We discovered that Pardubice makes a good base for exploring the Czech Republic thanks to a comprehensive and good value rail network. For example, a train to Prague will cost you around 4 Euros and takes less than an hour. Apart from Prague, you can travel across the country quickly and cheaply, using Pardubice as a starting point. But, the tiny historic city has a lot to offer in its own right so be sure to spend some time there exploring.Although there are a few earlier records of a settlement at Pardubice, the city really came into its own during the 14th Century, when the Lords of Pernštejn became rulers of the region. It was under their influence that the city flourished – the ‘half horse’ is part of the coat of arms of Pernštejn and is still the City’s emblem. Of course, there’s a story – that Bohemiam King Vladislav II was trying to conquer Milan. During one of the battles, as the last of the warriors, Jesek was fleeing the city, the portcullis was released and his horse was cut in two. It continued for a while, but eventually was unable to carry Jesek any further. Instead of leaving his faithful horse, Jesek picked it up and carried it to the camp of King Vladislav II where he was given the front half of the horse as his coat of arms as a reward for his bravery.The city has a striking and well-conserved centre, based around the town square with many of the beautiful baroque and renaissance buildings still standing. The Town Hall though, the largest of the buildings is a 19th-century addition.The early Renaissance Green Gate is one of two original gates extended and transformed like much of the city after a massive fire hit Pardubice in 1538.At that time the buildings were transformed in Renaissance style, with the addition of an extra storey to many of the houses and towers, terra cotta lining, portals and arch gables which can still be seen today in the houses around the town square and on the road leading to the castle.At that time, the castle was also adapted to the Renaissance style – you can still see some of the stunning frescos in the interior.You’ll see stone plaques depicting the second legend all through the City.The Pernštejn coat of arms also includes a bison’s head with a ring in its nose, on a silver or gold shield and the legend behind this image is that Vojtěch, a poor Collier, was being burgled – food was being stolen from his home in the forest of Moravia. When he discovered that it was a wild Bison he grabbed the beast by the horns but then had no idea what to do next. Luckily, a little bird nearby called out to him to use the bast (rope) that he had around his food as a shoe. Vojtěch unwound the baste and used it to shove through the bison’s nostrils to make a loop. He then dragged the bison to the castle and cut its head off! For ridding the estate of this unwanted beast, Vojtěch was given a black bison’s head with a ring in its nose as a coat-of-arms and the forests in which he had previously burned wood coal to build a castle on.The Pernštejns developed much of the infrastructure of Pardubice, including a network of prosperous lakes for fish. But, they eventually ran out of funds and Jaroslav of Pernštejn sold it to King Ferdinand I in 1560 when it became the Imperial-Royal Chamber Estate. But their influence can be seen throughout the city, not least in the brewery. During the time of the Pernštejns, the City was famous for lagers – and these were distributed to a limited number of local public houses. By 1650 there were two main breweries, the castle and the town brewery, which competed with each other.Industrialisation in the 19th century, lead to increased demand and the town brewery was taken over by the Pardubice brewery – extending and modernising the old buildings in 1871. By 1872, the new brewery was producing beer – mostly pale lagers. But, then, in 1890 the Pardubice Brewery developed their own Porter – a dark beer which was the strongest bottle fermented beer in Europe. Of course, it became very popular and won many prizes.After a history of mixed state and private ownership, the Brewery remains under Czech ownership today and exports across the EU, to Russia, Israel and Canada. And, there are tours and tastings for members of the public – together with a traditional Czech restaurant where you can enjoy the beer along with dishes like local marinated cheese or beef goulash. So, if your interest lies in modern day legends, make sure you visit and try the Porter – it’s quite a unique drink!And, whether you are interested in Beer, Heritage, Horse Racing or just exploring a little-known part of the Czech Republic why not visit for yourself and find out more.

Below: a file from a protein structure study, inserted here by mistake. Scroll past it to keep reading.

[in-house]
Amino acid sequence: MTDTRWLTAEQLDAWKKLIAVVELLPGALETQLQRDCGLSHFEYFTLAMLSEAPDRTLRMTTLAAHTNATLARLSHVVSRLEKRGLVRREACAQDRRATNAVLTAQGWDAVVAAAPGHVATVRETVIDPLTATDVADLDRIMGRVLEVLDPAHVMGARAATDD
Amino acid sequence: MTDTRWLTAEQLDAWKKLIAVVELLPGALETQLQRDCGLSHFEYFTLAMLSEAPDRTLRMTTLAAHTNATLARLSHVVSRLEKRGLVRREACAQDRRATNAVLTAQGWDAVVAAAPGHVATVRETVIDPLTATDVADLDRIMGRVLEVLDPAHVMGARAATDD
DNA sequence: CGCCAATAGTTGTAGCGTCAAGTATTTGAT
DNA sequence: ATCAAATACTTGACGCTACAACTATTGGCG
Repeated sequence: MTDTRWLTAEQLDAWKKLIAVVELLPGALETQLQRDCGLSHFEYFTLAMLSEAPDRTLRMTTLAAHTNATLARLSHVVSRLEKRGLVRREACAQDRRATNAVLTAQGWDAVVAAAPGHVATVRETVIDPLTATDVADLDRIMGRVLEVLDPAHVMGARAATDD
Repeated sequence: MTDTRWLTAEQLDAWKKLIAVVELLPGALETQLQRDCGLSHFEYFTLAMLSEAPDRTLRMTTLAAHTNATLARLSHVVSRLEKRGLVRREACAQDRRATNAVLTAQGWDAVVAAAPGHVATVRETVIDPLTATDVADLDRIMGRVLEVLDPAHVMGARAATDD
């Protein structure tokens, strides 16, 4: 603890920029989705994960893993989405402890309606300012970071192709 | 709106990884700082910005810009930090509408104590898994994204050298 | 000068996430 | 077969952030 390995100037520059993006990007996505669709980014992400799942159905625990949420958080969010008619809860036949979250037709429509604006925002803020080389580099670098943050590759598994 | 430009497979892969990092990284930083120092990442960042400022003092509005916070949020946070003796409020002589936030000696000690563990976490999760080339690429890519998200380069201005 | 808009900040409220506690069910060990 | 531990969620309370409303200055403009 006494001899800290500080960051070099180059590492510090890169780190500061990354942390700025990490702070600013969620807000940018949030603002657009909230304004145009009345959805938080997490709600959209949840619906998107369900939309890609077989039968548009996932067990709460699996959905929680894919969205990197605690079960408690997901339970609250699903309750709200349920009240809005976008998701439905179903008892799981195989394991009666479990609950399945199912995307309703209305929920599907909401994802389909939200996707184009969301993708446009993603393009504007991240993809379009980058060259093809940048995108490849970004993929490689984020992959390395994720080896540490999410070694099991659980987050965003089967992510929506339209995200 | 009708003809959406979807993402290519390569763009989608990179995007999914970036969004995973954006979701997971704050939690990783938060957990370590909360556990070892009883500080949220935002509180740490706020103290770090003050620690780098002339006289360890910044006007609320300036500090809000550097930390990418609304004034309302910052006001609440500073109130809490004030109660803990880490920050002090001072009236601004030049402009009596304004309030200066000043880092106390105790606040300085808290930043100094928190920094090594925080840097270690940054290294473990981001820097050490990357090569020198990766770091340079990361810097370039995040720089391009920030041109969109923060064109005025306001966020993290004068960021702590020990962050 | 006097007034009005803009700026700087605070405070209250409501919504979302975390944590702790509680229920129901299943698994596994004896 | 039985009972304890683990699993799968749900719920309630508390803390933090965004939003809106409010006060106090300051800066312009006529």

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Ryanair flies direct 3x a week from London Stansted to Pardubice
České dráhy (Czech Railways) or Regiojet take under an hour to Prague and cost approx. 3 pounds.
Where to stay:
I stayed at Hotel 100 in the centre of Pardubice
I also checked out the golf resort and spa hotel on the outskirts of Pardubice at Kunětická Hora which is worth considering if you are looking for an out of town base.